The problem is seen in the graph below, showing growth in GDP over the last 5 decades and the comparable growth in GPI (so-called genuine progress indicator). The Nature article explains that the the GPI is calculated by “starting with personal consumption expenditures, a measure of all spending by individuals and a major component of GDP, and making more than 20 additions and subtractions to account for factors such as the value of volunteer work and the costs of divorce, crime and pollution.” Meaning, it can include the impacts of “progress” such as destroying wetlands or depleted water resources.)
Figure: GPI and GDP over time (source: Kubiszewski, I. et al. Ecol. Econ. 93, 57–68 (2013).)
If you believe the GPI metric – one can see that sustainable progress is not progressing!
And corporations that follow the piper of growth without accounting for well-being because it is what the accounting systems and shareholders expect are just doing good business.
And countries that try to increase GDP/capita because that is associated with affluence (recall the IPAT equation?) and everyone wants to be more affluent.
That’s why Patagonia founder Yvon Chouinard cited in the last posting was so upset with corporations and “business as usual” … no one wants to restrict growth.
The Aljazeera article sums it up nicely. “GDP doesn’t even include the price of everything. For instance, the International Monetary Fund found that our failure to price the effects of carbon dioxide amounts to a $1 trillion annual subsidy for fossil fuel corporations. Conversely, the Clean Air Act produced $22 trillion in economic benefits from 1970 to 1990, according to an EPA retrospective study — much more than the estimated $523 billion it cost. In each case, GDP ignores crucial public benefits and the externalities of economic growth.”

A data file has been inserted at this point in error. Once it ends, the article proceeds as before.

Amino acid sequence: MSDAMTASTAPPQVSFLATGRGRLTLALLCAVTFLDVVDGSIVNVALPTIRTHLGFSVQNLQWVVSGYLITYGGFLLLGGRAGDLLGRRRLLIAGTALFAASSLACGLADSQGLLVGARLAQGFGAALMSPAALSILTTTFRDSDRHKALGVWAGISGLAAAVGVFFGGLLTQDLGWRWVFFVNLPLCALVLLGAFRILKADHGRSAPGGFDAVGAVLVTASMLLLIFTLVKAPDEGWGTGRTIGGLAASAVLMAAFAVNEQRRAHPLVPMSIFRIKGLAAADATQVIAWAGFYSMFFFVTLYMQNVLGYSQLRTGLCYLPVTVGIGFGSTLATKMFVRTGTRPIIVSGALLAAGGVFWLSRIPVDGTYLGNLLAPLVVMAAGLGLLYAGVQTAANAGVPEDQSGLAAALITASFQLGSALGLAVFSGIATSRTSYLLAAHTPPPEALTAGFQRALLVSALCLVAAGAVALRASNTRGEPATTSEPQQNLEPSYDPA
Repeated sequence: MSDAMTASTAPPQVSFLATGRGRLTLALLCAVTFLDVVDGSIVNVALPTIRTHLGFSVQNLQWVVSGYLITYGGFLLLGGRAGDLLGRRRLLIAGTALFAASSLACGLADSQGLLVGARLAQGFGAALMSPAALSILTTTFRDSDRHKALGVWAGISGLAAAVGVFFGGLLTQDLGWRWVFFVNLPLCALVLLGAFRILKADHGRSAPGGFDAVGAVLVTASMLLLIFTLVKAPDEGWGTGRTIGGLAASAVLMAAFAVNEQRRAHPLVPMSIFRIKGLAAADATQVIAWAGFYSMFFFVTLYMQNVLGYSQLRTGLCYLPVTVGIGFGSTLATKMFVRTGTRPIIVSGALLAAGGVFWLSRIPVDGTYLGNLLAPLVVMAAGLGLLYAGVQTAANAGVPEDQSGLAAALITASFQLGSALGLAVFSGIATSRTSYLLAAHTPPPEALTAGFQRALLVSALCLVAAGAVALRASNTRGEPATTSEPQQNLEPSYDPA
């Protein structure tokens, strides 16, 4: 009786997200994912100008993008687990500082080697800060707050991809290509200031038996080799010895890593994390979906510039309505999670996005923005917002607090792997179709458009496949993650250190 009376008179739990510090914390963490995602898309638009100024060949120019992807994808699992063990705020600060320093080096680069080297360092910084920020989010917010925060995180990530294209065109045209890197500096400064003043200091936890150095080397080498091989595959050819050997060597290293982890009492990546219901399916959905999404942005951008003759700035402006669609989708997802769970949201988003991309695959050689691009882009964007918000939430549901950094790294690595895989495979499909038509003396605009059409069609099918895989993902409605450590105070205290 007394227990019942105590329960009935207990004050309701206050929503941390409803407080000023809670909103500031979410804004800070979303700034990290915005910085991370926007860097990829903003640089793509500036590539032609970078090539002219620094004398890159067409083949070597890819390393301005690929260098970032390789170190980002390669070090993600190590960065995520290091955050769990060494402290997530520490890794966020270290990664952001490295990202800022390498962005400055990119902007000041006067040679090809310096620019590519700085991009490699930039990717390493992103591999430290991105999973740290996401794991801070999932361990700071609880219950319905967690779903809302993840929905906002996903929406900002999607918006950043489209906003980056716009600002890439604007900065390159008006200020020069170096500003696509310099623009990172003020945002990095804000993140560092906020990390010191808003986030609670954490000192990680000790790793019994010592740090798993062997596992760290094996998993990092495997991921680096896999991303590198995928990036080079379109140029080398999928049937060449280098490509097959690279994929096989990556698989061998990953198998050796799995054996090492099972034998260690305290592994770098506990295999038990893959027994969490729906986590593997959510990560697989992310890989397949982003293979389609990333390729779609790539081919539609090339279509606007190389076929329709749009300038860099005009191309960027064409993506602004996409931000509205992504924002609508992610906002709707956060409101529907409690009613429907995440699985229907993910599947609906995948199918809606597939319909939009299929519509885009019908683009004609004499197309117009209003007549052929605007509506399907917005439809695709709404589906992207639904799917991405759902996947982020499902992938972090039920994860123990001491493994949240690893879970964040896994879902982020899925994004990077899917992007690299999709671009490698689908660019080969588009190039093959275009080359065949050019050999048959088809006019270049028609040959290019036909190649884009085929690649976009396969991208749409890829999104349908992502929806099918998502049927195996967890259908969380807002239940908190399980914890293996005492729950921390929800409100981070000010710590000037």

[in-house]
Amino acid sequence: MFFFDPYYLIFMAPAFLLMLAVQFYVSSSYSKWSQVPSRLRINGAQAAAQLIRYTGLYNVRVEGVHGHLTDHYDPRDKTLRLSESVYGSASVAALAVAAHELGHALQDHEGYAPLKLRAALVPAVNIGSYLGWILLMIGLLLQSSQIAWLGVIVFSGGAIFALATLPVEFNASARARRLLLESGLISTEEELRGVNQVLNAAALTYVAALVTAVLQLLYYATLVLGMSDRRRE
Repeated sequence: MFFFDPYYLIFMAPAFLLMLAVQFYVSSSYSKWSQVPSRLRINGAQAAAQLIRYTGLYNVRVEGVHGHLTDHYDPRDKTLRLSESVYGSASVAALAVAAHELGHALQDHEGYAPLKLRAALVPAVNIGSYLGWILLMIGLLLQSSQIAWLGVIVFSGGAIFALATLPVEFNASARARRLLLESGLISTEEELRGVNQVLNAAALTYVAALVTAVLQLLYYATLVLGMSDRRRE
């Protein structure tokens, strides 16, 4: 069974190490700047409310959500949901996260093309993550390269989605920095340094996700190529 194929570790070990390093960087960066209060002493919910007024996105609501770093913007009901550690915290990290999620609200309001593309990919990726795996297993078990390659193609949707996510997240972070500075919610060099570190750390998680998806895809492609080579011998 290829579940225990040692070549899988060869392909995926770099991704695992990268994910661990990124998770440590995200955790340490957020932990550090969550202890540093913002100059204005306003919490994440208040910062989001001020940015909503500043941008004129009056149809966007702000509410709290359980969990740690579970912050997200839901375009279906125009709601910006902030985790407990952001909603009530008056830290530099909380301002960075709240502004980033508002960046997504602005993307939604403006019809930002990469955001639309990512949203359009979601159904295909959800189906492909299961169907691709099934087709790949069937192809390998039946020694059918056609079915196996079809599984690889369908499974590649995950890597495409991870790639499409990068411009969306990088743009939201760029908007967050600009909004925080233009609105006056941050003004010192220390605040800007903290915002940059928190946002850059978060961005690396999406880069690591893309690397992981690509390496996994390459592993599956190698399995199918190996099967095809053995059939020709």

As a result, Aljazeera notes from a landmark study titled Mismeasuring our Lives, “what we measure affects what we do, and if our measurements are flawed, decisions may be distorted.” So, making a choice between promoting growth as measured by GDP and protecting the environment may be false choices if the environmental degradation can be calculated and appropriately included in measurements of economic performance.
I hope Mr. Chouinard read this. Actually, he would hope more corporate CEO read this.
But, this posting is not just ranting about the inequities created by a GDP centric view of the economy. What’s the solution? How does manufacturing fit in and big data help?